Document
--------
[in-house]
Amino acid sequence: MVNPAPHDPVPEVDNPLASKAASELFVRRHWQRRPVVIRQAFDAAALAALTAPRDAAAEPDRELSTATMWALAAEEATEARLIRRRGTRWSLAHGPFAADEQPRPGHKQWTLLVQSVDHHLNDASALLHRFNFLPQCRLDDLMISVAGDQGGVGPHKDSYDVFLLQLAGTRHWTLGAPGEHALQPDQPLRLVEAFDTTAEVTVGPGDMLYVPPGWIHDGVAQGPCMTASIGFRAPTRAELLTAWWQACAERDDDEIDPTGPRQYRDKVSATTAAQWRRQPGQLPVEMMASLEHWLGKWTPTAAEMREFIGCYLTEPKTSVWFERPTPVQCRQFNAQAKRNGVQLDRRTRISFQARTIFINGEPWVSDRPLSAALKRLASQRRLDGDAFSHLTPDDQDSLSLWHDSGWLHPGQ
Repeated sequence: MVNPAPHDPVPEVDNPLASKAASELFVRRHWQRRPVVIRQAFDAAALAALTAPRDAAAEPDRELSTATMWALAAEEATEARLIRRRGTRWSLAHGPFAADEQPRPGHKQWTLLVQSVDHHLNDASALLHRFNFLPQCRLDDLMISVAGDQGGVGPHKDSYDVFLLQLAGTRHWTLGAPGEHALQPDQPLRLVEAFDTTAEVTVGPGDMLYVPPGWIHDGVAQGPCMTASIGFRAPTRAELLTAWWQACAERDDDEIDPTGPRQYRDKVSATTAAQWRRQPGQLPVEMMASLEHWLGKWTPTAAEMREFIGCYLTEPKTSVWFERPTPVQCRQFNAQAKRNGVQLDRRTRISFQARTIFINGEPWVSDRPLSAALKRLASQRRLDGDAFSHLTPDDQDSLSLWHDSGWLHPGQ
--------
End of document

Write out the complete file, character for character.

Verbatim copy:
[in-house]
Amino acid sequence: MVNPAPHDPVPEVDNPLASKAASELFVRRHWQRRPVVIRQAFDAAALAALTAPRDAAAEPDRELSTATMWALAAEEATEARLIRRRGTRWSLAHGPFAADEQPRPGHKQWTLLVQSVDHHLNDASALLHRFNFLPQCRLDDLMISVAGDQGGVGPHKDSYDVFLLQLAGTRHWTLGAPGEHALQPDQPLRLVEAFDTTAEVTVGPGDMLYVPPGWIHDGVAQGPCMTASIGFRAPTRAELLTAWWQACAERDDDEIDPTGPRQYRDKVSATTAAQWRRQPGQLPVEMMASLEHWLGKWTPTAAEMREFIGCYLTEPKTSVWFERPTPVQCRQFNAQAKRNGVQLDRRTRISFQARTIFINGEPWVSDRPLSAALKRLASQRRLDGDAFSHLTPDDQDSLSLWHDSGWLHPGQ
Repeated sequence: MVNPAPHDPVPEVDNPLASKAASELFVRRHWQRRPVVIRQAFDAAALAALTAPRDAAAEPDRELSTATMWALAAEEATEARLIRRRGTRWSLAHGPFAADEQPRPGHKQWTLLVQSVDHHLNDASALLHRFNFLPQCRLDDLMISVAGDQGGVGPHKDSYDVFLLQLAGTRHWTLGAPGEHALQPDQPLRLVEAFDTTAEVTVGPGDMLYVPPGWIHDGVAQGPCMTASIGFRAPTRAELLTAWWQACAERDDDEIDPTGPRQYRDKVSATTAAQWRRQPGQLPVEMMASLEHWLGKWTPTAAEMREFIGCYLTEPKTSVWFERPTPVQCRQFNAQAKRNGVQLDRRTRISFQARTIFINGEPWVSDRPLSAALKRLASQRRLDGDAFSHLTPDDQDSLSLWHDSGWLHPGQ